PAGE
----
On Friday, U.S. officials participated in a meeting of the Friends of Yemen in New York, marking an important occasion to coordinate international support for Yemen. The meeting also provides a good opportunity to discuss the United States’ comprehensive approach to assist Yemen.
Much of the press attention about U.S. efforts regarding Yemen has focused on efforts to combat Al Qaeda in the Arabian Peninsula (AQAP). There is no doubt AQAP is a serious threat to Yemen, the United States, and our allies. This was vividly demonstrated by the attempted bombing of Northwest Airlines Flight 253 on December 25, 2009, as well as by AQAP attacks in Yemen and Saudi Arabia. In response to this threat, in the past year the Yemeni government has conducted operations that have helped disrupt AQAP’s operations, but AQAP remains dangerous. AQAP has conducted retaliatory attacks against Yemeni forces, and continues to plot additional attacks against the United States. The United States strongly supports the Yemeni government’s efforts, and is providing it security assistance to increase its capacity to counter the AQAP threat. The United States has also designated AQAP and its leaders as terrorists domestically and through the United Nations in order to prevent their travel and restrict their access to the international financial system. At the same time, the United States and our international partners are strengthening international air travel security in order to prevent future attacks by AQAP or other terrorists.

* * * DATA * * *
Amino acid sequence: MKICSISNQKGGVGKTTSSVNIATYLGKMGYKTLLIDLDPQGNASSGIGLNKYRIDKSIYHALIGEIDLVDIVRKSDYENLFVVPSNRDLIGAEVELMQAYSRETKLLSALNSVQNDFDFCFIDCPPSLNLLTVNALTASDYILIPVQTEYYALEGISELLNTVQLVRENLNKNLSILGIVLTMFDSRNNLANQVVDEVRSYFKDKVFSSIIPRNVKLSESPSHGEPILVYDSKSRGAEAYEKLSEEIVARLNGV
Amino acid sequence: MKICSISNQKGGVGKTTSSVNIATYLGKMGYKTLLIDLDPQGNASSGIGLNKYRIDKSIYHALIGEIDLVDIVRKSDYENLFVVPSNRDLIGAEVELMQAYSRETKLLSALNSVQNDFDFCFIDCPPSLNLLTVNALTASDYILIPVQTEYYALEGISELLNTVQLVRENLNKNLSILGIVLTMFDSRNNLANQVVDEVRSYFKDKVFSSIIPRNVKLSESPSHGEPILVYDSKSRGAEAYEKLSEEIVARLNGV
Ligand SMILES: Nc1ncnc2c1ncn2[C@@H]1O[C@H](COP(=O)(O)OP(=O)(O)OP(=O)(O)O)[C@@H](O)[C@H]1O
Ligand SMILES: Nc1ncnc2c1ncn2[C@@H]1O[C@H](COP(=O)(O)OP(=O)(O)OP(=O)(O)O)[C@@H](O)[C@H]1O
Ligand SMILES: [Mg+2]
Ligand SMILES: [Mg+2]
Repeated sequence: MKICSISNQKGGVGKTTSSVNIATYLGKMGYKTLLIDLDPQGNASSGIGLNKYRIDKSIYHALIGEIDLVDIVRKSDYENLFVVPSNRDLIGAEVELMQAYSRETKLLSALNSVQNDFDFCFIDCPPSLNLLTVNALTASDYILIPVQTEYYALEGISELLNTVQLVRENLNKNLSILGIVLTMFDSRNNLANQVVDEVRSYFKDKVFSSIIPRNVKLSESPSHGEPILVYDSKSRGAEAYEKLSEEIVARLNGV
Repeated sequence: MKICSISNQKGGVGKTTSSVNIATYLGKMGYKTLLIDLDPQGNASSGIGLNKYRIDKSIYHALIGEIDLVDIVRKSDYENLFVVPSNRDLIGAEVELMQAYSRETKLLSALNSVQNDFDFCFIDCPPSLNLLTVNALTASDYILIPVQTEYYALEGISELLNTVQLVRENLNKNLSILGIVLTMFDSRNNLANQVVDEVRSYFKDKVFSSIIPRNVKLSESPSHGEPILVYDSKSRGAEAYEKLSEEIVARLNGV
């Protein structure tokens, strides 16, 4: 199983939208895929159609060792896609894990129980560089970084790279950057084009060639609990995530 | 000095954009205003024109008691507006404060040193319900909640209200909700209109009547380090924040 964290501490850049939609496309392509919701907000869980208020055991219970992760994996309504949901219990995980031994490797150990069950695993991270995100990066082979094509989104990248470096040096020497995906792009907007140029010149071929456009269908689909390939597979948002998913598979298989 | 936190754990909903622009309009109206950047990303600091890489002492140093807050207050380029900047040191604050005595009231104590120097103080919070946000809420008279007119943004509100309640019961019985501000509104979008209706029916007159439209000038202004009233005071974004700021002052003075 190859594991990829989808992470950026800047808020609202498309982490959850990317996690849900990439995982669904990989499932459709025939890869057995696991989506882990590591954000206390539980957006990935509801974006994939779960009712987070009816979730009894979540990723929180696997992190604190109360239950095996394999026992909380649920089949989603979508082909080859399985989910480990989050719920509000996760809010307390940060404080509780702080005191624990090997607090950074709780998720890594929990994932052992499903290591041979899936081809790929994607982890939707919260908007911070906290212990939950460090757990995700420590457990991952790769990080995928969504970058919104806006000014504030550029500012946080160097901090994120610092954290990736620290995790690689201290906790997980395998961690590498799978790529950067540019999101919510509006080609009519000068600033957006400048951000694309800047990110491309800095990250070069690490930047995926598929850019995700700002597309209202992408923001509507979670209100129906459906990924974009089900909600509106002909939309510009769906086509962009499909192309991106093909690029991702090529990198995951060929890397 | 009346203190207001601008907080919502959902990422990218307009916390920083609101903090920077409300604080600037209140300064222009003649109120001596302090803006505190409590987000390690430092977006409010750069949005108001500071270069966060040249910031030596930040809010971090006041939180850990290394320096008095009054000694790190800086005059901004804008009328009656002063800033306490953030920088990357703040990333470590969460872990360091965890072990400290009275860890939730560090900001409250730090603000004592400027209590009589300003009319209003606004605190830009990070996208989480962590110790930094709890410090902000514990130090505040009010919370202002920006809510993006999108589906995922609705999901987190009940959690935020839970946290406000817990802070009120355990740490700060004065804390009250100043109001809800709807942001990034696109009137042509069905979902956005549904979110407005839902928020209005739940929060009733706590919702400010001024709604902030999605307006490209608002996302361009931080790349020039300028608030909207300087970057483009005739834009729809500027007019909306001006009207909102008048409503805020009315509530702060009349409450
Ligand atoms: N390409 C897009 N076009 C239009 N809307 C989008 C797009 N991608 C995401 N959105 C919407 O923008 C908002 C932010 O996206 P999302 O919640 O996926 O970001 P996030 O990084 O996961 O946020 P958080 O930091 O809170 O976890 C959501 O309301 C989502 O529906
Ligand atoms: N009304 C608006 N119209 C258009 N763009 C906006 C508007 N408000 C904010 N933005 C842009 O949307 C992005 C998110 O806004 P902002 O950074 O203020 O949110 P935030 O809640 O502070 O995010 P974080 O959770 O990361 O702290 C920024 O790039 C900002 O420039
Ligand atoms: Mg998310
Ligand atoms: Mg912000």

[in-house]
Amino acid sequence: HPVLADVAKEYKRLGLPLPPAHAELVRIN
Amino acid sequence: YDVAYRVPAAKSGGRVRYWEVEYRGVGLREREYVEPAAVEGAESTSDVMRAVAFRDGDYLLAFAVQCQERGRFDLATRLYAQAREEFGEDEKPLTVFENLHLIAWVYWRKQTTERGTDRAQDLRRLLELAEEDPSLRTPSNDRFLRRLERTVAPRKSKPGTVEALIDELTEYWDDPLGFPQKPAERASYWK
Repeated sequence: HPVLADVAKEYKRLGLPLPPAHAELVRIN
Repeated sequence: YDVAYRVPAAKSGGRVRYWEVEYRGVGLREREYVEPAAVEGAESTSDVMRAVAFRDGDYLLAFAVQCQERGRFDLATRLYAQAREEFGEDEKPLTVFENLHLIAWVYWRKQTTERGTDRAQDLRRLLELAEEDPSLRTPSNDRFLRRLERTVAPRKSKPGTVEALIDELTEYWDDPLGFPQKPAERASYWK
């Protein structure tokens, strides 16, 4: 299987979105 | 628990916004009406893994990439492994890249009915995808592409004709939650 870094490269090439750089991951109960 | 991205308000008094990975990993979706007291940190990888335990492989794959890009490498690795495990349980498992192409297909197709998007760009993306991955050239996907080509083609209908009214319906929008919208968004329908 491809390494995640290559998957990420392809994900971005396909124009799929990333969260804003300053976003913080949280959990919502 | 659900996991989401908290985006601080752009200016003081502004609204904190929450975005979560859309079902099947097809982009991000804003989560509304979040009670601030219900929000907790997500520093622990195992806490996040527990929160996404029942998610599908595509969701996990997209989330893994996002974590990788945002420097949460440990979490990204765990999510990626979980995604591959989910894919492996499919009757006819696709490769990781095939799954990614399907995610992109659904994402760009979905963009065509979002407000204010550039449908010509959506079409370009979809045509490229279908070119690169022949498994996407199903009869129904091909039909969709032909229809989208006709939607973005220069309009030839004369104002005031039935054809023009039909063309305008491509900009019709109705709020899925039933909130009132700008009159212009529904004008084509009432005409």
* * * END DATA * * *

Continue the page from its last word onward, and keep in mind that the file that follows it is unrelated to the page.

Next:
However, support for operations against AQAP is only one piece of the United State’s strategy for Yemen. As many commentators have noted, these efforts alone are insufficient to eliminate AQAP’s threat, because they do not address the environment that allows AQAP to exist. Nor are they sufficient to achieve our broader goal, which President Obama has defined as a unified, stable, democratic and prosperous Yemen. Indeed, Yemen faces a staggering array of challenges that contribute to instability, including: internal conflicts; growing water scarcity; pervasive poverty; lack of access to education for a population that is growing rapidly; high unemployment with a “youth bulge” (43% of the country’s population is under 14 years of age); inadequate government and health services; corruption; and the approaching economic transition from oil being its primary export to being a net import. These issues are challenges on their own, but they are also being exploited by AQAP.
Recognizing the seriousness of these challenges, the Obama Administration initiated a review of its Yemen policy in the spring of 2009. The result was a comprehensive strategy to address the root causes of instability, and improve governance and the livelihoods of the Yemeni people. As a result, the United States has greatly expanded its economic and humanitarian assistance to the Yemeni people, to approximately $110 million over the past 12 months up from $14.3 million two years before. This includes funds for: